The interview with the Imam broadcast on CNN last night was shocking and at the same time revealing. Revealing in the sense that now we know the true colors of the Imam and his intentions. He said effectively that moving the Islamic center now would jeopardize American National Security. Who is he? Is he the National Security Advisor to President Obama? What audacity he has to go on national television and put forward a veiled threat to the US? The bottom line here is that Islam, with all due respect to its followers, is NOT a religion of tolerance. No matter how we Americans or anybody in the rest of the non-muslim world would try to impress upon them, the muslim world is NOT going to understand that we do not have any animosity towards Islam per se. They will always twist that fact and portray that we are at war with Islam. President Bush made the fundamental mistake of meddling into their affairs. Americans put their legs so deep into their affairs unnecessarily ( with a lot of lies to justify the war) during Bush's presidency that extricating their legs now is made more and more difficult. Now, we are stuck with the Pottery Barn rule that " if you break it, you own it" We are still paying for Bush's mistakes, with a couple of trillion dollars that we did not have, down the drain already, fighting a war charged to our credit cards. After the Imam's interview, it is now very clear that General Patreus can spend another trillion dollars in Afghanistan at the expense of several thousand more American troops and what will happen at the end? The reality is that at the end, the Muslims are still NOT going to understand OUR good intentions. They will always twist our broad mindedness and tolerance in our country as a fuel for the radicals in Islam. That was effectively what the Imam meant last night. No matter how many more trillions of dollars we spend, Gen Patreus WILL come out empty handed, because muslims are not going to appreciate and it IS going to be a thankless job. It was made very clear last night that the Imam is not a bridge builder and he will only foment the notion in the muslim world that islam is under attack.
    Who is he to come to this country and pose a veiled threat? After the CNN interview, it is very clear that building a muslim center at Ground Zero is NOT going to build any bridges. It is more like the Imam is trying a shotgun approach telling us " build a mosque here or else..." Let me ask a very fundamental question: Why is the Imam so bent on "building bridges" here? Why can't he go to the muslim world and try to "build bridges" there? Let us see whether he gets permission to build a church or synagogue or a temple either in Mecca, Riyadh, Tehran or Karachi or Islamabad. Or at the least, we would appreciate if the Imam tries to build an Interfaith and Universal Center for Religious Tolerance and Understanding in any one of the above cities. If he succeeds in doing that, that would send a clear signal that he indeed wants tolerance and understanding. I challenge the Imam to do this before he comes to this country and try to teach the Americans about Islam. We have learnt whatever we needed to learn about Islam on 9/11. It is the Muslims , who have to understand now that as a people, this great country is FOUNDED on freedom of religion, tolerance and understanding. So, Americans do NOT need to take any more lessons from the Imam about religious tolerance and understanding. As a matter of fact, it is WE who should be teaching the Imam about interfaith, tolerance which the Muslims do NOT understand. So, my request to the Imam is " Go back to your own country and preach about religious tolerance THERE. We do not need your LESSONS here. After last nights CNN interview, it is very clear that EVEN IF the muslim center was built near Ground Zero, it is NOT going to enhance anything meaningful discourse because the muslim world has an ulterior motive of thrusting their views down our throats and not at all interested in listening to our tolerant views. Quite frankly, I was shocked to see the Imam come across so arrogant in the CNN interview. It was a shame that the State Department has entrusted this snake oil salesman to go to other muslim countries to build bridges at the US tax payer's expense. What a waste of money!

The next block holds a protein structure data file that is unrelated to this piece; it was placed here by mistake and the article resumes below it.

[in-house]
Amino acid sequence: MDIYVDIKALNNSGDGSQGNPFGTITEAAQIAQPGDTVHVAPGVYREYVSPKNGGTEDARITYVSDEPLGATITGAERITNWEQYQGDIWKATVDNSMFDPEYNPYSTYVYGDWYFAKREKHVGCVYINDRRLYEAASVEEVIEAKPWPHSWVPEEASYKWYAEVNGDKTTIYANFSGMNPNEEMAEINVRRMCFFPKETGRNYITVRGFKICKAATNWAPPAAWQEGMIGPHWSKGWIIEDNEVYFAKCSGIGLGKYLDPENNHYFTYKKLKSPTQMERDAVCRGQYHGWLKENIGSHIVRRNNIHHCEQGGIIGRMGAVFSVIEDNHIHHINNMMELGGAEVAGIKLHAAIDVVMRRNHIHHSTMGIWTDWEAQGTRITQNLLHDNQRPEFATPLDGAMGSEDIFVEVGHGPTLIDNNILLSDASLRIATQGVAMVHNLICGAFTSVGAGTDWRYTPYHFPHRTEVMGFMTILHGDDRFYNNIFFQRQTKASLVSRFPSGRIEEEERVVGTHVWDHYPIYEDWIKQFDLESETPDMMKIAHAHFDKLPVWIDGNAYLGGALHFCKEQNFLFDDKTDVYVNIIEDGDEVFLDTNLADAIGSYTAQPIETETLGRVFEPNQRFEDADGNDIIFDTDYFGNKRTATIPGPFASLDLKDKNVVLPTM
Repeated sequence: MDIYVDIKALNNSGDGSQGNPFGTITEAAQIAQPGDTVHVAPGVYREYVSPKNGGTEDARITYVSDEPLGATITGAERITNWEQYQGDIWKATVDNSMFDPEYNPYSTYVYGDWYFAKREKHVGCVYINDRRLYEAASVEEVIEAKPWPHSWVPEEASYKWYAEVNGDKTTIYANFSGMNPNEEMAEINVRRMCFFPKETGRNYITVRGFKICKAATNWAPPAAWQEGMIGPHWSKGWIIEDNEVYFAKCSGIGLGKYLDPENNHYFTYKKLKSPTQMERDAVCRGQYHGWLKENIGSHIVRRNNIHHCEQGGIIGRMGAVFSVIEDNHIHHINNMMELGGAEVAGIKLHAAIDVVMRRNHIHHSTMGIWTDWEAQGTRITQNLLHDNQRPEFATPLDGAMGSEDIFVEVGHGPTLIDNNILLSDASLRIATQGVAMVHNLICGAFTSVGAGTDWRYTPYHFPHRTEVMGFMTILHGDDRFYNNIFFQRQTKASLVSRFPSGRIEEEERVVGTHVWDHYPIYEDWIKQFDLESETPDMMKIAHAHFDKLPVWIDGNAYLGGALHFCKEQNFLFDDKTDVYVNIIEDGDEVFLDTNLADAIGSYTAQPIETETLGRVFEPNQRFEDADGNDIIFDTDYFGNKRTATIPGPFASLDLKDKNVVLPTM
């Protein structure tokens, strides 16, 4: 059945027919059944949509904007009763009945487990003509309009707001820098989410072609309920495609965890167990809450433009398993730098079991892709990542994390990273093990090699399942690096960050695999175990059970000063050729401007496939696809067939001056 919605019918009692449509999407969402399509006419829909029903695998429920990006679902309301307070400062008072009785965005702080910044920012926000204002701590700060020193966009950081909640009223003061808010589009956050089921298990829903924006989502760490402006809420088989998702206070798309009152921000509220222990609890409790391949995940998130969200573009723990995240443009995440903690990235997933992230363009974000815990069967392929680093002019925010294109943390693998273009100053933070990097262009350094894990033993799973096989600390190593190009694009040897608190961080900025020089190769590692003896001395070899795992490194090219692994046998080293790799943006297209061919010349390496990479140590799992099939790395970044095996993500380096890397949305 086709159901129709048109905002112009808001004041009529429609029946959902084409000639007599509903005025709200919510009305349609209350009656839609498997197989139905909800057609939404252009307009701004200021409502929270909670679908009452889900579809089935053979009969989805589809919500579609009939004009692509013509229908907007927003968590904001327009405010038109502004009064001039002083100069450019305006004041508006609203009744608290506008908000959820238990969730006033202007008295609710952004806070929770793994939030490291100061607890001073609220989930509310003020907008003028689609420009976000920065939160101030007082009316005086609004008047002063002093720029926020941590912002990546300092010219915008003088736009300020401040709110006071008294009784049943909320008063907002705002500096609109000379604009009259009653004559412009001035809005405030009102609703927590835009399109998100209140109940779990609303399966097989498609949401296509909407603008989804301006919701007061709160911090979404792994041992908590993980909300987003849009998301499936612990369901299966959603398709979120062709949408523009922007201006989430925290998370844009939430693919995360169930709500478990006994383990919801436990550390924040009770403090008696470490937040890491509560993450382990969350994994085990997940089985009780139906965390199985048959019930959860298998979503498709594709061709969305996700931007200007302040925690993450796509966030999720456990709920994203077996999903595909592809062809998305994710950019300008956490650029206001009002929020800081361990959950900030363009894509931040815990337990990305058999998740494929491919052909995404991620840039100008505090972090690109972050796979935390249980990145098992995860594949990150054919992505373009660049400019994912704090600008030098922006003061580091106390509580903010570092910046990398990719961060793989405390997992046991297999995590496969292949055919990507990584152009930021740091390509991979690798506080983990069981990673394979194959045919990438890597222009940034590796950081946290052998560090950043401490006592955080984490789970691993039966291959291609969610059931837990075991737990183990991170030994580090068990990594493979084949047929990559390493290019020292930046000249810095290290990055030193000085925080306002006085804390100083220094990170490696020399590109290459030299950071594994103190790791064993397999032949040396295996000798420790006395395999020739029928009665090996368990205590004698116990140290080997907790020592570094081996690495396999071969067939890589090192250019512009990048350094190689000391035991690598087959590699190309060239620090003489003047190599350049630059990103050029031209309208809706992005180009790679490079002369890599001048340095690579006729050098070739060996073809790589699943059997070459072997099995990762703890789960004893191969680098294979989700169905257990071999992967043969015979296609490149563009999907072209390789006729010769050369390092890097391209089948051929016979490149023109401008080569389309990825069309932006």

September 9, 2010 at 9:05 am |
  4. Tony

    All justification for all the islamic aggressions comes out of a threat and intimidation.. "we/it will harm your security".. Islam is holding entire world hostage.

    September 9, 2010 at 9:05 am |
  5. Becky

    The way I look at it is if they let them put this Muslim Center close to ground zero is just like letting the Japanese put a temple up right after they bombed Peral Harbor!!! Its their way of saying that they have taken over this area and won and they will continue to do this. They need to move it somewhere else if they want peace and want to keep it.

    September 9, 2010 at 9:04 am |
  6. Striker

    If the Quran burning and the Mosque in Manhattan near ground zero doesn't occur: Hate, prejudice, Fear and bigotry will escalate more in the United States of America. I guess no one remember the history of such things in this country, was it that long ago that slavery, the KKK happened. People fought and died to have such a reality change and America is falling right back into the trap. Communisim was fought and back then Russians were the enemy, China was the enemy.